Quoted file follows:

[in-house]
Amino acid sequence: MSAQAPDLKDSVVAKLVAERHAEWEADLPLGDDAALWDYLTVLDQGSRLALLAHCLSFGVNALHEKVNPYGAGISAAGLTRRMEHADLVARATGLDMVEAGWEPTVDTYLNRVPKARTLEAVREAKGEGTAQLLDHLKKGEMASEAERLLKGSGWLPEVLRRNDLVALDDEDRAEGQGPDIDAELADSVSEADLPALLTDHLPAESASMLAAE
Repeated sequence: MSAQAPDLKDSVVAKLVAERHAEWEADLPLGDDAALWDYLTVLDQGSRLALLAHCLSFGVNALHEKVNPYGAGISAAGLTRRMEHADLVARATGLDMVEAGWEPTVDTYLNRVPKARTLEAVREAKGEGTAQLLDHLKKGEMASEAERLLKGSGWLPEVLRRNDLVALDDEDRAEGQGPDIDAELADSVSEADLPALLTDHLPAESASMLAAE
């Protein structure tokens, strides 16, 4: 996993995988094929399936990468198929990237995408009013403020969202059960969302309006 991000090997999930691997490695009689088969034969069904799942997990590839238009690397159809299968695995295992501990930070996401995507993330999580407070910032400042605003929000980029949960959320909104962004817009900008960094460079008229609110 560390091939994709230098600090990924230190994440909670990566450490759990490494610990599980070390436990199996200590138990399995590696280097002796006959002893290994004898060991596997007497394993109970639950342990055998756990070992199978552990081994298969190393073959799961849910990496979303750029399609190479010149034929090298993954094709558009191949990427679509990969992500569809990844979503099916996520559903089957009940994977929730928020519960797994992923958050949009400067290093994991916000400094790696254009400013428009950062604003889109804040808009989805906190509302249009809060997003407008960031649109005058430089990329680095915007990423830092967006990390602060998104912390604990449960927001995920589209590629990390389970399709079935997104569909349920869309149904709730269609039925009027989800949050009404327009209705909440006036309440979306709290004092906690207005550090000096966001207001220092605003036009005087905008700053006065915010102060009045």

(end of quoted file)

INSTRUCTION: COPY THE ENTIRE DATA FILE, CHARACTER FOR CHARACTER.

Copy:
[in-house]
Amino acid sequence: MSAQAPDLKDSVVAKLVAERHAEWEADLPLGDDAALWDYLTVLDQGSRLALLAHCLSFGVNALHEKVNPYGAGISAAGLTRRMEHADLVARATGLDMVEAGWEPTVDTYLNRVPKARTLEAVREAKGEGTAQLLDHLKKGEMASEAERLLKGSGWLPEVLRRNDLVALDDEDRAEGQGPDIDAELADSVSEADLPALLTDHLPAESASMLAAE
Repeated sequence: MSAQAPDLKDSVVAKLVAERHAEWEADLPLGDDAALWDYLTVLDQGSRLALLAHCLSFGVNALHEKVNPYGAGISAAGLTRRMEHADLVARATGLDMVEAGWEPTVDTYLNRVPKARTLEAVREAKGEGTAQLLDHLKKGEMASEAERLLKGSGWLPEVLRRNDLVALDDEDRAEGQGPDIDAELADSVSEADLPALLTDHLPAESASMLAAE
């Protein structure tokens, strides 16, 4: 996993995988094929399936990468198929990237995408009013403020969202059960969302309006 991000090997999930691997490695009689088969034969069904799942997990590839238009690397159809299968695995295992501990930070996401995507993330999580407070910032400042605003929000980029949960959320909104962004817009900008960094460079008229609110 560390091939994709230098600090990924230190994440909670990566450490759990490494610990599980070390436990199996200590138990399995590696280097002796006959002893290994004898060991596997007497394993109970639950342990055998756990070992199978552990081994298969190393073959799961849910990496979303750029399609190479010149034929090298993954094709558009191949990427679509990969992500569809990844979503099916996520559903089957009940994977929730928020519960797994992923958050949009400067290093994991916000400094790696254009400013428009950062604003889109804040808009989805906190509302249009809060997003407008960031649109005058430089990329680095915007990423830092967006990390602060998104912390604990449960927001995920589209590629990390389970399709079935997104569909349920869309149904709730269609039925009027989800949050009404327009209705909440006036309440979306709290004092906690207005550090000096966001207001220092605003036009005087905008700053006065915010102060009045």